Varieties of Cucumbers

Cucumbers are typically divided into two main categories: pickling and slicing. Pickling cucumbers are typically short and thick while slicing cucumbers are longer and thinner. Within these two categories there are hundreds of varieties.

Varieties of Cucumbers

Slicing cucumbers include the burpless variety which is a hybrid bred from Chinese-type cucumbers. The burpless variety of cucumber is long with a thin skin and grows on a large plant. Standard cucumbers become bitter because of terpenoid compounds found in the skin, flesh, roots, and leaves. Some people are more susceptible to the burping and stomach upset caused by these compounds. While growing burpless varieties will reduce the bitter taste often associated with cucumbers, maintaining good growing conditions will also reduce bitterness even in non-burpless varieties.

Standard (non-burpless) slicing varieties include the Marketmore and Straight 8 varieties. These two varieties both form long, dark green, straight fruit that is very resistant to diseases. The Marketmore and Straight 8 are both large plants that either need to be trellised or staked or allowed space to sprawl on the ground. Compact slicing cucumbers such as the Fanfare and Salad Bush varieties grow on dwarf plants that do not require staking. The cucumbers are generally smaller, only about 6 to 8 inches long.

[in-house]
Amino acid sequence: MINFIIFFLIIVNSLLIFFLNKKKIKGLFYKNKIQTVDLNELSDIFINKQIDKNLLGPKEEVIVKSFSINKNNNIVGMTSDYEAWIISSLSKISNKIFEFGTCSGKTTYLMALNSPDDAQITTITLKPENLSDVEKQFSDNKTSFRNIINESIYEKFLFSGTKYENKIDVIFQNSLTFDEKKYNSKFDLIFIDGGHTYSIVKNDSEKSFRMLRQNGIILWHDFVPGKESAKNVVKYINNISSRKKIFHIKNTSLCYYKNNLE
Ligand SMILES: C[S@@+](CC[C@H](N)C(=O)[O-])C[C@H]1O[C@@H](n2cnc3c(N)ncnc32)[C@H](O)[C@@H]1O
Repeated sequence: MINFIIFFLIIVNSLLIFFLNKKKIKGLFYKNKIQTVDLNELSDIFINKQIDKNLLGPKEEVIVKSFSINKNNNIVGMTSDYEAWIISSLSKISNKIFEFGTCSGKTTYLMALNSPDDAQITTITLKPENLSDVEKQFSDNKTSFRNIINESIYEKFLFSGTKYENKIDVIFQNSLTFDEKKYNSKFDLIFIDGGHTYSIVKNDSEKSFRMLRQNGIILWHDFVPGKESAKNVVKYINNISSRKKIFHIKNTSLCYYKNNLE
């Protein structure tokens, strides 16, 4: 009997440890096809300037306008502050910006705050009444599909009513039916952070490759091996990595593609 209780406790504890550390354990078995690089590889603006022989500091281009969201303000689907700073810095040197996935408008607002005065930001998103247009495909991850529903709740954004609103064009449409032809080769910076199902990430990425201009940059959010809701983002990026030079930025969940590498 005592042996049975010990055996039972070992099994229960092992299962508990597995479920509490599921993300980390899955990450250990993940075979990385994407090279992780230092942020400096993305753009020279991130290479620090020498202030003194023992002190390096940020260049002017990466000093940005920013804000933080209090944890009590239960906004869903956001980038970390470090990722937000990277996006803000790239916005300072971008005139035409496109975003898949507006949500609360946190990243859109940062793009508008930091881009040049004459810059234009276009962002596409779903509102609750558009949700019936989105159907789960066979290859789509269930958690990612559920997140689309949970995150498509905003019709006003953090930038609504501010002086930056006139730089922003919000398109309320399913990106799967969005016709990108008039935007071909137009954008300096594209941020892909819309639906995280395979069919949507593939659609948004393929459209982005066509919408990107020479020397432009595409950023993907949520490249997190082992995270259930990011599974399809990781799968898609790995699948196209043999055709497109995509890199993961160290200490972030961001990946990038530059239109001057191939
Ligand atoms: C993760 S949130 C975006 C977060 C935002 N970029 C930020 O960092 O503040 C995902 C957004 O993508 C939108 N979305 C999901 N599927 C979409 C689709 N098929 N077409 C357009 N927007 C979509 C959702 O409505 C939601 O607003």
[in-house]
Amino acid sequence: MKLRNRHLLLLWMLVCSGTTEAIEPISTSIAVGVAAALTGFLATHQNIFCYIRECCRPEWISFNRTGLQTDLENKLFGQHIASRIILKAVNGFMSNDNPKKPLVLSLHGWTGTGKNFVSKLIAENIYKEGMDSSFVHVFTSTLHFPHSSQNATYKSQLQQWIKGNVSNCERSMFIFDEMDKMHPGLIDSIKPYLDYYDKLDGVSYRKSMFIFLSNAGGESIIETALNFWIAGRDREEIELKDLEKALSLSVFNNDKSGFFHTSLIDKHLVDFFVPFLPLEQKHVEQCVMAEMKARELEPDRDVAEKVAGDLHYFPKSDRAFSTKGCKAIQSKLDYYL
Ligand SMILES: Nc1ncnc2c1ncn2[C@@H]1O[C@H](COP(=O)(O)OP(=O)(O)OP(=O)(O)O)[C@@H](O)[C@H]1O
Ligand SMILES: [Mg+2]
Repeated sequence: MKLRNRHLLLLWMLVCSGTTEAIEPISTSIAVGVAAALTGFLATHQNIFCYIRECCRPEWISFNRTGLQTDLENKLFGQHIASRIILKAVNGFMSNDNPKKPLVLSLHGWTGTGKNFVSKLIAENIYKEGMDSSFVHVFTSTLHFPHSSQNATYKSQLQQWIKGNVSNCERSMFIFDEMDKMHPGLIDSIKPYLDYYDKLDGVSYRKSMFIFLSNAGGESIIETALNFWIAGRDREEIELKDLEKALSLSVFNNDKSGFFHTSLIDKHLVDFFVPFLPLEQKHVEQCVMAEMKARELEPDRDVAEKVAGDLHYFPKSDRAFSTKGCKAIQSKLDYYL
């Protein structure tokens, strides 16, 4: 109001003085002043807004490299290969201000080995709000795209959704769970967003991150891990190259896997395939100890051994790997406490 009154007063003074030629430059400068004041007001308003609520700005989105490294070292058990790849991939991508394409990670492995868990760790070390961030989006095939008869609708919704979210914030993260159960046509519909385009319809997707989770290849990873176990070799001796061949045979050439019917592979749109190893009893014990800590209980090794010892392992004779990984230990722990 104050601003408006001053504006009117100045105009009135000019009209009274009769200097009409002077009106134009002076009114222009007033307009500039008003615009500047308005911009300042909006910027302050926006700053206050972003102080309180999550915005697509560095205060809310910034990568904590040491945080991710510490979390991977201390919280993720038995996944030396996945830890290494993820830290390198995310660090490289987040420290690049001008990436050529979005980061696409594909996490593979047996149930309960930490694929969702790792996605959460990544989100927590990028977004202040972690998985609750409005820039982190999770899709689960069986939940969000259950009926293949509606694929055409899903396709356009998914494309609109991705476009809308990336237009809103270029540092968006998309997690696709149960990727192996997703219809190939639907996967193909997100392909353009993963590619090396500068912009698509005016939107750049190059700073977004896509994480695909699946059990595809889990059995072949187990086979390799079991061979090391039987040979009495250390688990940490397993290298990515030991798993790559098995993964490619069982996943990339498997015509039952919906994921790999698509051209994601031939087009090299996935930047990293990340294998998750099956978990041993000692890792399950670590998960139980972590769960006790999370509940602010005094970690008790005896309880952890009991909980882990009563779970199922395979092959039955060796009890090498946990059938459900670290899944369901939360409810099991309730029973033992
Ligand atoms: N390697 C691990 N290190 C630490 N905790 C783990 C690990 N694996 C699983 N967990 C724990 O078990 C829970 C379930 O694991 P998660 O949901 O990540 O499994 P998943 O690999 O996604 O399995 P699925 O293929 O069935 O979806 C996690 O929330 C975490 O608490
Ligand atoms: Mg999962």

To reduce burping in standard varieties, avoid plant stress caused by under-watering and avoid planting in cool shady areas. If the cucumbers are still bitter, try peeling the skin where most of the bitterness compound is found.

Pickling cucumbers often grow on compact to medium sized plants. Of all of the varieties of cucumbers these mature fastest. Cucumbers meant for pickling are often ripe in less than 50 days. Common varieties of pickling cucumber include Liberty hybrid and Pickle Bush.

Some of the newer varieties of cucumbers are called gynoecious, or all-female, types. These plants produce only female flowers (the flowers that produce fruit) and are pollinated by the male flowers of other plants. Standard cucumbers set between 10 to 20 males flowers for each female flower. The benefit of growing gynoecious cucumbers is that the plants yield more fruit and usually produce fruit earlier.

Another variety if cucumber is the parthenocarpic cucumber. These cucumbers are also all female, but are usually grown in a greenhouse and do not require pollination to set fruit. The resulting cucumbers are seedless when grown without a pollinator. If grown outdoors they can be pollinated and will have seeds.

Some varieties that were once rare in America have recently gained popularity. Among these varieties are the Armenian cucumber, African Horned cucumber and Lemon cucumber. Armenian cucumbers grow up to three feet long and have deep ridges. They can be used for pickling or slicing. The African Horned cucumber, or Kiwano, has prickly yellow to orange skin and a deep green flesh. Lemon cucumbers are small and round, resembling a lemon. The flesh is sweet and mild and is often used in salads.

<< Plant, Grow, and Harvest Cucumbers | Cucumbers in Kitchen >>

Sources:
University of Illinois Extension: Cucumber
North Carolina State University Horticultural Science: What Are Burpless Cucumbers
Purdue University Center for New Crops and Plant Products: Kiwano

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